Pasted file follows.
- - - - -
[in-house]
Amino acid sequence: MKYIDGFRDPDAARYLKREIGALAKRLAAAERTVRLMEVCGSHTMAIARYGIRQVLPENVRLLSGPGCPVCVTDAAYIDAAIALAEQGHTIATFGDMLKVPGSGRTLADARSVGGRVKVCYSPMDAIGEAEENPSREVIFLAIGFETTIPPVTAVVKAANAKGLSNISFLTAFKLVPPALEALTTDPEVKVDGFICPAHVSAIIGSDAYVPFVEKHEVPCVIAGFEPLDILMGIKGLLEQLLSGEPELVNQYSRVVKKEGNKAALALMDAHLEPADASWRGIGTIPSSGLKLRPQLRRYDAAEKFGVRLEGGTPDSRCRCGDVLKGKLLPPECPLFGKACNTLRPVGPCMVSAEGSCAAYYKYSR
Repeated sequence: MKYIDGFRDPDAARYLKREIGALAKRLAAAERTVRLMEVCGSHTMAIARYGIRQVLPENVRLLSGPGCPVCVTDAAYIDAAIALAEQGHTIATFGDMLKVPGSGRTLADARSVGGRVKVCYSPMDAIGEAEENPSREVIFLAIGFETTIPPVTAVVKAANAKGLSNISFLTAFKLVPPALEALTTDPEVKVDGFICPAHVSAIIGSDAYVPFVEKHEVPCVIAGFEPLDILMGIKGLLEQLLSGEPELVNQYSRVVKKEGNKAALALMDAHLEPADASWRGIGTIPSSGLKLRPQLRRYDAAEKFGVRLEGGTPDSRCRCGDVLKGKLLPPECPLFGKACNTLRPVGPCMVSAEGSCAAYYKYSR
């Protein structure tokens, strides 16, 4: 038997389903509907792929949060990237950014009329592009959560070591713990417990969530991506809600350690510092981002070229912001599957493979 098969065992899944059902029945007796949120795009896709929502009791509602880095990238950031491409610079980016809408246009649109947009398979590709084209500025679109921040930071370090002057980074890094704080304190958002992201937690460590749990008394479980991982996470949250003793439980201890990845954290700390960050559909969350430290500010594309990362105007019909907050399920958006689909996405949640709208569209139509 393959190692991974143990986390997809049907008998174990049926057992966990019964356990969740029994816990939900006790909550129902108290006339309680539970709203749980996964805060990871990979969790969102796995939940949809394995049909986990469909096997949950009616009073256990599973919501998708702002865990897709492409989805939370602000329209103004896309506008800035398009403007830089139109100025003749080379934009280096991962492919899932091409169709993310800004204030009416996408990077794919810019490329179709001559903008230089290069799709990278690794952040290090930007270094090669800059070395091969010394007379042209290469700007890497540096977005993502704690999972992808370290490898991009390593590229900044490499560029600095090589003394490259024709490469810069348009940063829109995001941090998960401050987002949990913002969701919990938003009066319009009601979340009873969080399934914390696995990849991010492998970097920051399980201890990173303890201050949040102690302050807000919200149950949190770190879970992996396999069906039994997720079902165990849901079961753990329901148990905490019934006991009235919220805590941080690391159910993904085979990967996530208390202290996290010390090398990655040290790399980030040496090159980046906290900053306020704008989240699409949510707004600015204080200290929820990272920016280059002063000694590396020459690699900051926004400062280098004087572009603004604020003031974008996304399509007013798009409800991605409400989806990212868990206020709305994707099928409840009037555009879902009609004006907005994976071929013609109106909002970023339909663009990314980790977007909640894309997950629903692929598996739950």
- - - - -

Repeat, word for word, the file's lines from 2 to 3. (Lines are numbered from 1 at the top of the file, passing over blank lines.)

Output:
Amino acid sequence: MKYIDGFRDPDAARYLKREIGALAKRLAAAERTVRLMEVCGSHTMAIARYGIRQVLPENVRLLSGPGCPVCVTDAAYIDAAIALAEQGHTIATFGDMLKVPGSGRTLADARSVGGRVKVCYSPMDAIGEAEENPSREVIFLAIGFETTIPPVTAVVKAANAKGLSNISFLTAFKLVPPALEALTTDPEVKVDGFICPAHVSAIIGSDAYVPFVEKHEVPCVIAGFEPLDILMGIKGLLEQLLSGEPELVNQYSRVVKKEGNKAALALMDAHLEPADASWRGIGTIPSSGLKLRPQLRRYDAAEKFGVRLEGGTPDSRCRCGDVLKGKLLPPECPLFGKACNTLRPVGPCMVSAEGSCAAYYKYSR
Repeated sequence: MKYIDGFRDPDAARYLKREIGALAKRLAAAERTVRLMEVCGSHTMAIARYGIRQVLPENVRLLSGPGCPVCVTDAAYIDAAIALAEQGHTIATFGDMLKVPGSGRTLADARSVGGRVKVCYSPMDAIGEAEENPSREVIFLAIGFETTIPPVTAVVKAANAKGLSNISFLTAFKLVPPALEALTTDPEVKVDGFICPAHVSAIIGSDAYVPFVEKHEVPCVIAGFEPLDILMGIKGLLEQLLSGEPELVNQYSRVVKKEGNKAALALMDAHLEPADASWRGIGTIPSSGLKLRPQLRRYDAAEKFGVRLEGGTPDSRCRCGDVLKGKLLPPECPLFGKACNTLRPVGPCMVSAEGSCAAYYKYSR